Mostly Morgenster

Good value is not an absolute quality, though the concept is mostly deployed only at the cheaper end of things. But I can think of a few (though by no means all) red wines for under R50 whose sheer unattractiveness makes them very poor value, and beer or water attractive alternatives.

By contrast some expensive wines are remarkably good value, albeit out of the reach of many winelovers: Kanonkop Paul Sauer, say, or Le Riche Cabernet Sauvignon Reserve. Both are at the pinnacle of South African winemaking and, at approximately R440 and R370 respectively, by no means at the ever-rising pinnacle of prices.

The leading wines of Morgenster also offer good value, in the same league as Kanonkop and Le Riche (though with a less sustained record of excellence) but costing less.

Morgenster, on the edge of Somerset West, and glorying in one of the loveliest Cape-Dutch manor houses, this year celebrates 300 years since its founding under that name. The farm is older, though. It was part of the original Vergelegen, the great estate of governor Willem Adriaan van der Stel which was broken up after its owner’s corruption become too offensive for the infant settlement to handle and he was sent, disgraced, into exile.

The current chapter of Morgenster’s history opened in 1992, when Italian businessman Giulio Bertrand bought it and set about planting vineyards again and, for the first time, olive trees. If anything, Morgenster olive oil has gained the greater renown, but the two Bordeaux-style reds also have a fine reputation.

It must be said, however, that the top wine, simply called Morgenster, has never been quite certain of how to offer itself. Some vintages since the maiden 2000 stress elegance, while some, especially when merlot has dominated over cabernet sauvignon and cabernet franc, have moved to a more immediately ingratiating approach. But invariably a serious, unshowy example of good modern classicism.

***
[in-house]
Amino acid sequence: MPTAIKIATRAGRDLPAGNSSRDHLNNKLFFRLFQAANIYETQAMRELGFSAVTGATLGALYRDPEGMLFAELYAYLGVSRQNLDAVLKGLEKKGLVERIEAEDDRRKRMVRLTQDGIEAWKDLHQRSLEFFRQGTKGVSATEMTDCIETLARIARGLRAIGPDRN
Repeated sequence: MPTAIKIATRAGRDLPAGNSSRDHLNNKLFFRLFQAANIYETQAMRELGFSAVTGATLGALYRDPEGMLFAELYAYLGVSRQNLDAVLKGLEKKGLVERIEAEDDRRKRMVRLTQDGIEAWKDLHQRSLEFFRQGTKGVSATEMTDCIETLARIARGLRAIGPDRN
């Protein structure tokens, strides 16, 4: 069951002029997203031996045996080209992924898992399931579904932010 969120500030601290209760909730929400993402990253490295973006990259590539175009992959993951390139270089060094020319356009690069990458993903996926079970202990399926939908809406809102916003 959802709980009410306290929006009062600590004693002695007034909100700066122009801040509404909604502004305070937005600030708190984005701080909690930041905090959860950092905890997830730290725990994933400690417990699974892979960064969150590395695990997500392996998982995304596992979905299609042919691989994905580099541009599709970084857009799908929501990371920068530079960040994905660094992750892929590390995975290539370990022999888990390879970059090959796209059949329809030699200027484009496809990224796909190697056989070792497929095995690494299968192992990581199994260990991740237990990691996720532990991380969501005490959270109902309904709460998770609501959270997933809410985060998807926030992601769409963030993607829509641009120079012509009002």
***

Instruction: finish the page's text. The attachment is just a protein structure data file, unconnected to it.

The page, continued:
The latest release, costing around R300, is no exception in terms of quality. There was no 2007, rather surprisingly as it wasn’t a generally poor year like 2002, the last time they skipped a year. But not up to standard, apparently. The 2008 is a wine with undeniably winning, impressive ways. Its big alcohol is neatly tucked away, while testifying to the ripeness of the fruit, and the classy restraint that is a Morgenster characteristic survives. There’s a lovely balance of components, and you need to look hard to detect the formidable structure beneath the velvet.

Even if it’s not the best Morgenster yet, it will gain complexity, and reward being forgotten about in some cool dark place for five or more years. I tasted this wine with Angela Lloyd and Ingrid Motteux recently and we agreed on a score of 17/20.

Waiting for that wine to come around, you could in the meantime do worse than console yourself with the Morgenster Lourens River Red. It’s quite a bit less costly, readier to drink – elegant, fresh and lovely, more forthcoming in youth than the grander wine. My note for that one at the tasting was: “Lean fruit-filled nose, fresh & rather delightful. Cigar-cedarwood. Fragrant red plum – a herbaceous nose. Elegant, lively. Subtle but firm tannic structure, well-balanced acidity. Well balanced all round.” Angela was just a little less enthusiastic than I and Ingrid, and scored it 15.5. I had it much closer to the Morgenster, at 16.5. This wine used to seem quite expensive – but the price has not risen much for a long time now, and it is undoubtedly good value

But if R128 (farm price) is still too pricey, an unrelated wine recently sampled might suit. Lauréat is another Bordeaux-style red, from Distell-owned Zonnebloem – a label that’s sadly not quite what it once was. Lauréat 2009 is even more classically styled than the Morgensters (more old-fashioned, if you wish), a little sterner and more savoury and less obviously charming, though there’s plenty of fruit-full flavour too. WE scored it 16/20, meaning that at R79 it is easy to recommend with enthusiasm.


First published in the Mail & Guardian, 21-28 April 2011, but this is an expanded version.

Leave a Reply

Your email address will not be published. Required fields are marked *

Are you human? *